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VA religious leaders urge Youngkin to sign minimum wage increase bill

VA religious leaders urge Youngkin to sign minimum wage increase bill

A minimum wage employee working in a fast food kitchen. (Photo via Shutterstock)

By Isabel Soisson

March 22, 2024

More than four hundred Virginia bishops, religious leaders, and clergy recently signed a letter urging Republican Gov. Glenn Youngkin to sign legislation that would raise Virginia’s minimum wage to $15 per hour by 2026. 

Both Senate Bill (SB) 1 and House Bill (HB) 1 were introduced by Democrats and passed on party-line votes in the House of Delegates (51-49) and Virginia Senate (21-19) respectively, without any Republican support. Both bills passed out of the other chamber within the last few weeks. 

The legislation would raise Virginia’s minimum wage from the current rate of $12 per hour to $13.50 in 2025 and to $15 in 2026. This continues the efforts Democrats began after they won full majority control of the legislature in 2019, when they began gradually raising the minimum wage from $7.25 per hour to the current $12 rate.

Gov. Youngkin has until April 8 to either sign, veto, or recommend amendments to the legislation before lawmakers reconvene on April 17 to consider the governor’s initial amendments and vetoes. 

“We know Gov. Youngkin is a person of faith and that he understands too many working families are struggling,” Kim Bobo, executive director of the Virginia Interfaith Center for Public Policy said in a statement. “The Virginia Interfaith Center urges him to allow this bill to become law.”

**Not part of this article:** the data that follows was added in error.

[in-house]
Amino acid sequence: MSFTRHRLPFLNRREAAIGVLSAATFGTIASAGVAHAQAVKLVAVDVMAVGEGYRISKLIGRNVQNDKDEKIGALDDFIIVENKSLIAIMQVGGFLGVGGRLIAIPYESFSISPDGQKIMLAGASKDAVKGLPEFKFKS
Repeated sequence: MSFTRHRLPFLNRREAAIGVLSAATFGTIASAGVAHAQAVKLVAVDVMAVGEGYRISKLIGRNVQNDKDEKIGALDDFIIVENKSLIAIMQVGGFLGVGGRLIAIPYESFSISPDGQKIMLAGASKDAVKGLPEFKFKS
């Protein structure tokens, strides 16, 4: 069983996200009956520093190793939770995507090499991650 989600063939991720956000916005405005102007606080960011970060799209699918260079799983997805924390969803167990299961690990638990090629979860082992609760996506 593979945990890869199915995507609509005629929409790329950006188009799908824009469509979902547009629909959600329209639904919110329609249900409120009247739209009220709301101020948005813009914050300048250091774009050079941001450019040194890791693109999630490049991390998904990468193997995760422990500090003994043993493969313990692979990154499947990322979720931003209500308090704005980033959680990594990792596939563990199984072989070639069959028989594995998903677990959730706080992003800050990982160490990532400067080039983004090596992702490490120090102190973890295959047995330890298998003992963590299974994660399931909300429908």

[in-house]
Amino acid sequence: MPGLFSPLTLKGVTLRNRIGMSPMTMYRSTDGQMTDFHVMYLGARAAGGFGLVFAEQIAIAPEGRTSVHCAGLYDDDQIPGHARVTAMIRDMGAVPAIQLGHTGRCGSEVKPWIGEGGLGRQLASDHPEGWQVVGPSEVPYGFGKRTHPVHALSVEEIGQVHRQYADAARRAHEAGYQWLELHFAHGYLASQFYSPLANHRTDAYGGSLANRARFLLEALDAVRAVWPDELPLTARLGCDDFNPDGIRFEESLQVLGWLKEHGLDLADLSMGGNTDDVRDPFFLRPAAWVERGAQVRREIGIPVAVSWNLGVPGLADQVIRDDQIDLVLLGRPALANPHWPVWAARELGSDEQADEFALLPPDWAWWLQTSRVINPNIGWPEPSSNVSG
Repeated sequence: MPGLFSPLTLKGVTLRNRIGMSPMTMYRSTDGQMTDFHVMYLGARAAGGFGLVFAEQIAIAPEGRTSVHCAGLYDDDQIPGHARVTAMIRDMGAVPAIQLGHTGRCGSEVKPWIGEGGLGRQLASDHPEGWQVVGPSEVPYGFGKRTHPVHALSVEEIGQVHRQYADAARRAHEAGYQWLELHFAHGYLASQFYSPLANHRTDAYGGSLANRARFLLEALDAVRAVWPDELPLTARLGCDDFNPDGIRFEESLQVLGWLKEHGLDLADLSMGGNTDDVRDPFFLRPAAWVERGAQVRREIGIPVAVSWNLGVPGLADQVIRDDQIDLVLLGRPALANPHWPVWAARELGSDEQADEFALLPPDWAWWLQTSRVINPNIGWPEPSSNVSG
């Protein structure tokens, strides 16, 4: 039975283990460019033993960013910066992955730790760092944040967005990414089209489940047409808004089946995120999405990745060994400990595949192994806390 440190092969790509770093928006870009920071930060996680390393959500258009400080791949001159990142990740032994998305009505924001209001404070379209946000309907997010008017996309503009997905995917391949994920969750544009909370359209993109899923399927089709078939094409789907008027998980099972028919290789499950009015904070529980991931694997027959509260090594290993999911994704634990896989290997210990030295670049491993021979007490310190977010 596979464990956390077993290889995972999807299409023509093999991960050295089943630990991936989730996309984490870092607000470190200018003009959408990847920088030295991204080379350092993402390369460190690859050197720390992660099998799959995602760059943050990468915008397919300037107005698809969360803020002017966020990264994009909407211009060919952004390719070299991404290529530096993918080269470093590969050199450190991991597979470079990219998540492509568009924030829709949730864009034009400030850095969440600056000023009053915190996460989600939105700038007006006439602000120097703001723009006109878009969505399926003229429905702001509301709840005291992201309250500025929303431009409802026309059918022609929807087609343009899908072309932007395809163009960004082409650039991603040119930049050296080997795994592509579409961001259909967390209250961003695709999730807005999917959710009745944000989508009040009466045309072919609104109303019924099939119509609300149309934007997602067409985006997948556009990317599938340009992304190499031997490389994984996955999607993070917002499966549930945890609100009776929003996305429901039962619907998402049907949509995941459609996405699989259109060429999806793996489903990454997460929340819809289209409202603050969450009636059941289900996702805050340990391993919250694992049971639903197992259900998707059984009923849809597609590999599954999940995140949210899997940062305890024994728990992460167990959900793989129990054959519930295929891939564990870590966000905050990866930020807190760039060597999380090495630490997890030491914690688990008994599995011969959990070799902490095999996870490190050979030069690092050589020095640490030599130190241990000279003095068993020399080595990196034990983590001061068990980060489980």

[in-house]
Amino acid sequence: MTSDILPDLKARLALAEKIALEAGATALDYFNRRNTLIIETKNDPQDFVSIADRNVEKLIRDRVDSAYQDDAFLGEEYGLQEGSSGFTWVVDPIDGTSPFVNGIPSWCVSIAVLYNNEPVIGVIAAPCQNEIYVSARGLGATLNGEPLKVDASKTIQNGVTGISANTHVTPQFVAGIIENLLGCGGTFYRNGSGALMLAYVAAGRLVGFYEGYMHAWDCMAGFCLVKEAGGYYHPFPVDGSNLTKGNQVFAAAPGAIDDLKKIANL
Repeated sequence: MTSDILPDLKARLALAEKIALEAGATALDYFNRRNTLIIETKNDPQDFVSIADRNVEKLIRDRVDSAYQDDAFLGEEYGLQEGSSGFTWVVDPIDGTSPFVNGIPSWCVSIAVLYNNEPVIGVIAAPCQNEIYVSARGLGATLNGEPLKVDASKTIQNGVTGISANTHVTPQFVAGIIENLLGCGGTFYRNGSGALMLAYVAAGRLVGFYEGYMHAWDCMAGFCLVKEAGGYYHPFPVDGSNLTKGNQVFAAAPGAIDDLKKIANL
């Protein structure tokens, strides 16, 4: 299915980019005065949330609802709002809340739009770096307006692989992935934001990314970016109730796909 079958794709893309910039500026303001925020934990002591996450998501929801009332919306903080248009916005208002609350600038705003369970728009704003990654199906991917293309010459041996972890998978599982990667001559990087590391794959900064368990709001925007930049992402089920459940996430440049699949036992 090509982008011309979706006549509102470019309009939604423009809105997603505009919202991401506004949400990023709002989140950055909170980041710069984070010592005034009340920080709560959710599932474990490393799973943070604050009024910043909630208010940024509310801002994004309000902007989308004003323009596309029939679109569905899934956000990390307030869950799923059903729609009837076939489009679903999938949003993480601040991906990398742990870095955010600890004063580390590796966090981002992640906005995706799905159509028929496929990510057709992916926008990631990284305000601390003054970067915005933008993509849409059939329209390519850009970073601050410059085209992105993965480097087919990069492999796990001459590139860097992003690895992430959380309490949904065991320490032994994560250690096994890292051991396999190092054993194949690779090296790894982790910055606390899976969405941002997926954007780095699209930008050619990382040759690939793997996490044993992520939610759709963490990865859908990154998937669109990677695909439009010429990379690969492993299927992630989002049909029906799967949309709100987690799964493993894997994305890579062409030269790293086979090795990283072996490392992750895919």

The minimum wage bill would increase wages for 611,000 workers in Virginia, most of whom work at least 35 hours a week. According to The Commonwealth Institute for Fiscal Analysis, most of the workers who will benefit are people of color, and 6 out of every 10 are women. Plus, 9 out of every 10 workers who will benefit from the bill are over the age of 20, contradicting the idea that minors are the primary people working minimum wage jobs. 

“Faith communities support modest increases to the minimum wage as an effective means to reduce hunger and poverty,” Bobo added. “Caring for our neighbors is a core religious value.” 

State Sen. L. Louise Lucas (D-Portsmouth), who introduced SB 1, has warned Youngkin that he’d see a change in the Democrats’ “cooperative tone” if he vetoes the minimum wage bill. 

A poll released in January by the Wason Center based out of Christopher Newport University found that 68% of Virginians support increasing the minimum wage to $15 per hour. Polls released last year from Virginia Commonwealth University also found that Virginians rank the rising cost of living as the most important issue facing state residents—something higher wages could help address.

According to a study conducted in 2023 by the Virginia Department of Housing and Economic Development, about half a million Virginians made $12 or less per hour as of 2021, with one million workers earning $15 or less.

  • Isabel Soisson

    Isabel Soisson is a multimedia journalist who has worked at WPMT FOX43 TV in Harrisburg, along with serving various roles at CNBC, NBC News, Philadelphia Magazine, and Philadelphia Style Magazine.

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